Now, it seems, that danger is at an all-time high.

The American retreat from the public sphere and associational activity now extends, apparently, beyond the avoidance of often frustrating and tedious civic rituals like attending a town council meeting or running for a seat on the PTA.  Now that avoidance seems to have extended into the fun and vaguely bacchanalian civic rituals, like going out for a drink after work.

I’ve read, too, that during recessions that the amount of alcohol Americans drink doesn’t decline, but the amount of alcohol Americans drink in public does. This could mean even grimmer times are ahead.

This is the kind of thing that, well, makes me want to go out for a drink.


  1. Perhaps we can blame the modern thirst for “good beer”? I mean, seriously. Do you need a $16 Belgian to do the trick? In the good old days of America as a “place,” a Schlitz and a pretzel was all you needed to get a conversation rolling with the Joneses. Now weveryone is BS in about whose hops trump whose barley.

    Methinks this all became way to precious a long time ago. Sorry, Anchor Steam. Gimme a Miller Lite.

  2. Yes, but the resurgence in all manner of boutique concoctions leaves a glimmer of hope for vox unpopulari. Although I myself am voluntarily consigned to spiritous purgatory as a result of receiving too many birthday cards from the Isle of Islay than is prudent, Sonny boy showed me how far the brewers art has come in this country by producing an ale from Alaska, fermented with the sweet new buds of tender Spruce. A nation of six fresh water faucets for each citizen, that then goes off merrily and buys water bottled from same faucets for something exceeding the cost of milk…..well, it dasn’t deserve beer. I once read an article somewhere that went to epic lengths extolling the rise in “Designer Waters”. This little bit of dramatic hyperbole was perhaps but another banner waved by our “Designer Education”.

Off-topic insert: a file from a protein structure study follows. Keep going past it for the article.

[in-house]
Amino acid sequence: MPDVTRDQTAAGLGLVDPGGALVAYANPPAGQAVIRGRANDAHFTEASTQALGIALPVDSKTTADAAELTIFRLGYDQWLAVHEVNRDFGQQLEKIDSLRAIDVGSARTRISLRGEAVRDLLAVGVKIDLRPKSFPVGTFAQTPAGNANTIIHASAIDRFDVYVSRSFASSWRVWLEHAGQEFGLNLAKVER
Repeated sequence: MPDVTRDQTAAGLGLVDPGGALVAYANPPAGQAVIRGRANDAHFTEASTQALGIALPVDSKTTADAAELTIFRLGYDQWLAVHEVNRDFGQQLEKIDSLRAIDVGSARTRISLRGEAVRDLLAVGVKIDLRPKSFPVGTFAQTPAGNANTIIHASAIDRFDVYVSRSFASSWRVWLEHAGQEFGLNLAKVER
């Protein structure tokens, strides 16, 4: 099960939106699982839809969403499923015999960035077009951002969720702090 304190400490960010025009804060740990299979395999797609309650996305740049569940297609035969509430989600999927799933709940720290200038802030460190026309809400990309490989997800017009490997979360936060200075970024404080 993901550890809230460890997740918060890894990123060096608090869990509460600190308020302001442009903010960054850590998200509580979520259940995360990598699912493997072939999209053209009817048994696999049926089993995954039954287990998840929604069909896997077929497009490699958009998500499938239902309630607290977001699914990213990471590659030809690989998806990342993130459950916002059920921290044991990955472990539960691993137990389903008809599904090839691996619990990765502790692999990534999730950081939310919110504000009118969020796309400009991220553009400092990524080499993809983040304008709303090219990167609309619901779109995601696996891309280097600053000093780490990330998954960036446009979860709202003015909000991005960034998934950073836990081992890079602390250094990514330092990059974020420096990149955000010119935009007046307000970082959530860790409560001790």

Smoke, newspapers and spiritous liquors in decline……no wonder the economy is beginning to look like a Nevada Playa without the recreational chalets at yon end of valley. Perhaps the general obliteration of inhibitions in this congenitally amateur culture where sybaritic rites involve television, makes beer only good for hangovers.

    I shall have the afternoon cheroot in honor of your August Good Sense Ms. McWilliams, before lighting the bonfire in our annual pagan ritual of burning of the Christmas Tree on the First Weekend after March 20. If only somebody had some Spruce Bud Ale now, we would attempt to pervert the general trends.